A timber sunshade folds in on itself to kind a balcony for this nautical-inspired house overlooking the Mediterranean sea near Saint-Tropez, developed by London architecture workplace Jak Studio .
The property is situated on a sloping hilltop site in the village of Les Issambres, 22 kilometres from Saint-Tropez.
It was made by Jak Studio to offer a holiday home for a British family, and features a glazed rear facade to maximise sea views.
“By far, the owner’s biggest desire was to celebrate the postcard view of the sea,” architect Kenan Klico informed Dezeen.
“The residence has been developed so that almost each spot positive aspects from the outlook towards the bay of Saint-Tropez.”
The rear facade of Villa Brash, which takes its name from the owner’s surname, has an oak brise-soleil that folds in on itself to type a balcony for the bedrooms, related to a viewing deck on a ship.
“A nautical theme emerged throughout the design method, inspired by the nostalgia of vintage cruise ships,” explained Klico.
“We also employed oak for the sunshade since it will weather naturally to a grey colour above time, adding a softer element of unpredictability to the facade.”
Oak slats also wrap around windows at the western side of the house to shield the living space within from afternoon sun.
The architects also added textured ceramic tiles, reminiscent of rough dry-stone walls in the spot, although U-shaped terracotta roof tiles utilized for the house and garage have been reclaimed from the regional region.
“The aim was to create a stunning, tranquil retreat with a modern style, which also fits in with the much more rustic Mediterranean design of surrounding houses,” stated Klico.
The two-storey residence has its entrance and three bedrooms on the upper level, along with an open-strategy kitchen, dining area and living room, plus a fourth bedroom on the lower level.
The layout was made to lead site visitors to the see slowly as they arrive through a series of half ranges.
The blank facade at the best opens up to a five-metre-tall expanse of glazing at the rear when inside, quickly showing off the view on coming into.
Stairs then lead down to the living space on the reduce degree, and then the kitchen and poolside terrace a half level reduce, and lastly to the backyard at the bottom of the sloping website.
“Sequencing was crucial for this property,” stated Klico. “Right after the first surprise of the view, the gradual descent directs people to slowly learn all elements of this property and its area.”
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A similar approach of contrasting blank entrances with dramatic views also attributes in other not too long ago completed seaside homes, like a Californian residence overlooking the Golden Gate Bridge and a Chilean residence that sprawls in 3 directions to catch the ideal views.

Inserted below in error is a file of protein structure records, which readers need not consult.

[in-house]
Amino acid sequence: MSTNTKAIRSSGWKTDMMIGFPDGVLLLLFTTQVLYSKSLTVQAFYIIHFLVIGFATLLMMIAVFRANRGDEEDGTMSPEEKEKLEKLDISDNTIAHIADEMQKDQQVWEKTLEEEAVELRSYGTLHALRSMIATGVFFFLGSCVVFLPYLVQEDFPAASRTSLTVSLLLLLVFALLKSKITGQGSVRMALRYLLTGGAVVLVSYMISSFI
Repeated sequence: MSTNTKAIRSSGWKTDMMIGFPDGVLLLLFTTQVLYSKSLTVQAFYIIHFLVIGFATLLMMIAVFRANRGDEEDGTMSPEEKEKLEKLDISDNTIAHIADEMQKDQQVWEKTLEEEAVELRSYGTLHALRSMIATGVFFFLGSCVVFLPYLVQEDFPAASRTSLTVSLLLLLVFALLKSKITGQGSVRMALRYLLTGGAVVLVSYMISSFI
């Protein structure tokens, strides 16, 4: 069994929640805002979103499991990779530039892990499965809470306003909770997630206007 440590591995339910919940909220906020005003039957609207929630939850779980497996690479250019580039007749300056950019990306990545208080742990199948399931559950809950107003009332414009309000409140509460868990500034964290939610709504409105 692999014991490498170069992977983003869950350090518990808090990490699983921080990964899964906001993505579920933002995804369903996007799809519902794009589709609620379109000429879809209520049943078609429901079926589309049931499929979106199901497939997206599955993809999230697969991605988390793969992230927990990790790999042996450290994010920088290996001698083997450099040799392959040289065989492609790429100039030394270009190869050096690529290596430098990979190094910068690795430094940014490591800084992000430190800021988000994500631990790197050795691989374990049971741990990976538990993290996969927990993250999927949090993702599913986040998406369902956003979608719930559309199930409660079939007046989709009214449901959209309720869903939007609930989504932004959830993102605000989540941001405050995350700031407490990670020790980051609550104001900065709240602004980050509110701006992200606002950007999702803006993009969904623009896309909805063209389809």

To make the indoor and outside room come to feel far more linked, the architects employed the exact same components in the double-height living area as they utilised outside, which includes oak to line the walls and stone-effect ceramic tiles for the flooring.
“The largest challenge in terms of design and style and execution was to create a fine balance in between the interior and exterior space,” Klico explained. “Crossing between the two had to truly feel seamless.”
The oak-lined walls have been also added to reinforce the home’s nautical theme, which is continued upstairs exactly where bedrooms have been conceived as cabins, with every opening up to the balcony.
The bedrooms are accessed by a corridor with a rooflight operating along its length to carry far more light into the northern side of the property.
“The rooflight was designed to act like a ‘building clock’ to support the owners tell the time all through the day, and can also be utilized to provide cross-ventilation through the house,” explained Klico.
An infinity pool at the back of the house delivers eye-level views of the horizon although swimming.
“Nature was the driver behind the style of this villa,” mentioned Klico. “The perform on light during the day, and how it connects with its setting, are the correct embellishments here.”
Photography is by Nick Kane.
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